If you don’t like your body, how would you like to regenerate a new one? It can be done, at least in slugs. Researchers have discovered two species of Japanese sea slugs that can shed their bodies and regrow new ones within three weeks.
I can understand why some humans would want to regrow their bodies, but why would a sea slug? That’s the part we haven’t figured out yet. We also don’t know what triggers what would normally be an act of self-destruction. One theory is this removes internal parasites that interfere with reproduction, or some other critical function.
And we certainly don’t understand the mechanisms involved. Perhaps a group of stem-like cells at the cut end of the neck are the regeneration drivers? If so, they’re pretty remarkable, since they have to replicate all the critical organs.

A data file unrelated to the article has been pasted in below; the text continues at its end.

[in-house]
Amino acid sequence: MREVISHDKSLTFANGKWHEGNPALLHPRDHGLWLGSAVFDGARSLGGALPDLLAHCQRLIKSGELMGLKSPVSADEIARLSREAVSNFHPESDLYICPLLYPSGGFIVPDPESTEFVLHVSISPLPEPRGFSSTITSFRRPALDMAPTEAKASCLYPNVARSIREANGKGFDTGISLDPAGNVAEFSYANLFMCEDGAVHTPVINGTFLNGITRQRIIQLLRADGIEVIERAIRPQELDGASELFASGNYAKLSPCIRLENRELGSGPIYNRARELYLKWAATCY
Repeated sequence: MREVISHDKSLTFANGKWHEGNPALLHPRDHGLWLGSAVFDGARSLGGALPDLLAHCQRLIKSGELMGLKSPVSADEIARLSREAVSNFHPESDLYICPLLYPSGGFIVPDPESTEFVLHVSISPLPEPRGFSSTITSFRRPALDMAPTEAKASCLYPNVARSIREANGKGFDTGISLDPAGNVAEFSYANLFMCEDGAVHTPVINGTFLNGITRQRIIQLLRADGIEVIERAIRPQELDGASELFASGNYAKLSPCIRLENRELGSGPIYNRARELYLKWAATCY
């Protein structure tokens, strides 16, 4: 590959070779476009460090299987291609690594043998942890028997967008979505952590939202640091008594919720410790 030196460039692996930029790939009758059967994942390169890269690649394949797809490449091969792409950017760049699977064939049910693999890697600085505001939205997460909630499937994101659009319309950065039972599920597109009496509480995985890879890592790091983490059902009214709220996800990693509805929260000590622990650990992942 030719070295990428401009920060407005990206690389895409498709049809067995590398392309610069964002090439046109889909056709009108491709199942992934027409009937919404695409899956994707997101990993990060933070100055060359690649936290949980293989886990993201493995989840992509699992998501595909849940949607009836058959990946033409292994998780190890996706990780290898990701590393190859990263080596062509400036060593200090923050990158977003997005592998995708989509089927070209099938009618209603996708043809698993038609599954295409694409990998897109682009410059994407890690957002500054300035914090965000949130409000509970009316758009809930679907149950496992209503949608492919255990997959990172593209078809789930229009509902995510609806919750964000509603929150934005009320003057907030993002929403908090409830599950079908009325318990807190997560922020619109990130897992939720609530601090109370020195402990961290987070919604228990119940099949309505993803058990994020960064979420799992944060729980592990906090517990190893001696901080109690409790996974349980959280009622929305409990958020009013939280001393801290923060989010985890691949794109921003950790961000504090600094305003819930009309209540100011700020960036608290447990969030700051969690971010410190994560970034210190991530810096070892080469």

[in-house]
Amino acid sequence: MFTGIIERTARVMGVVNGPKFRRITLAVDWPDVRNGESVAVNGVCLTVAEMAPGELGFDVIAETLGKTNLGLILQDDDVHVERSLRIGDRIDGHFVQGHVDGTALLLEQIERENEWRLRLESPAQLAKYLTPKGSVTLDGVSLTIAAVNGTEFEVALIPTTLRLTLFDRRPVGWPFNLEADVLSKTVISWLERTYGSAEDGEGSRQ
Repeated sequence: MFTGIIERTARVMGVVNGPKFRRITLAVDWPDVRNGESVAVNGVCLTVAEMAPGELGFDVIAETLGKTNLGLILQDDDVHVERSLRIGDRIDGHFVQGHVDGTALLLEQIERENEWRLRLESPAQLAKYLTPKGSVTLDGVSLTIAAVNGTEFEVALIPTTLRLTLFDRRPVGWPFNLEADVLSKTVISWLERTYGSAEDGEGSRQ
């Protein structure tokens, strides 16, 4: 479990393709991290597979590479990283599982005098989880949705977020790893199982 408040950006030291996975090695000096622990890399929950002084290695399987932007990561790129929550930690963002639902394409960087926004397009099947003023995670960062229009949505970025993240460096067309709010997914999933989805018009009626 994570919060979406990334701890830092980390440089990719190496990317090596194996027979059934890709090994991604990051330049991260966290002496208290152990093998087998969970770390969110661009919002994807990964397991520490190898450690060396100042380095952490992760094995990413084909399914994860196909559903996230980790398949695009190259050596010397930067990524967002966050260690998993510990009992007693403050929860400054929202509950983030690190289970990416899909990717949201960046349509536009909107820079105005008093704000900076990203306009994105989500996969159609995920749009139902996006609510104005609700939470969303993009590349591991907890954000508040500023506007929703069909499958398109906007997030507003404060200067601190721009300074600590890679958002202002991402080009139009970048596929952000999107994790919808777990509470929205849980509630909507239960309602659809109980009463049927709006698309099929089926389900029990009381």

And how can a head survive that long without a body? One clue is the heads of relatively young slugs started to feed on algae within hours. Unfortunately, the castoff bodies apparently don’t regenerate heads; that would really be unbelievable.
This finding cries out for more research. Hopefully, someday these sea slugs will show us a way to regenerate our own tissues. Then someone saying “You act like a slug” will be a compliment.
For more details, including a video of the head and body of a sea slug moving spontaneously three days after separation, see “‘Wonder of Nature’: Self-decapitating sea slugs regenerate brand-new bodies” by Doyle Rice at https://www.usatoday.com/story/news/nation/2021/03/09/sea-slugs-decapitate-their-own-heads-then-regenerate-new-bodies/4643809001/.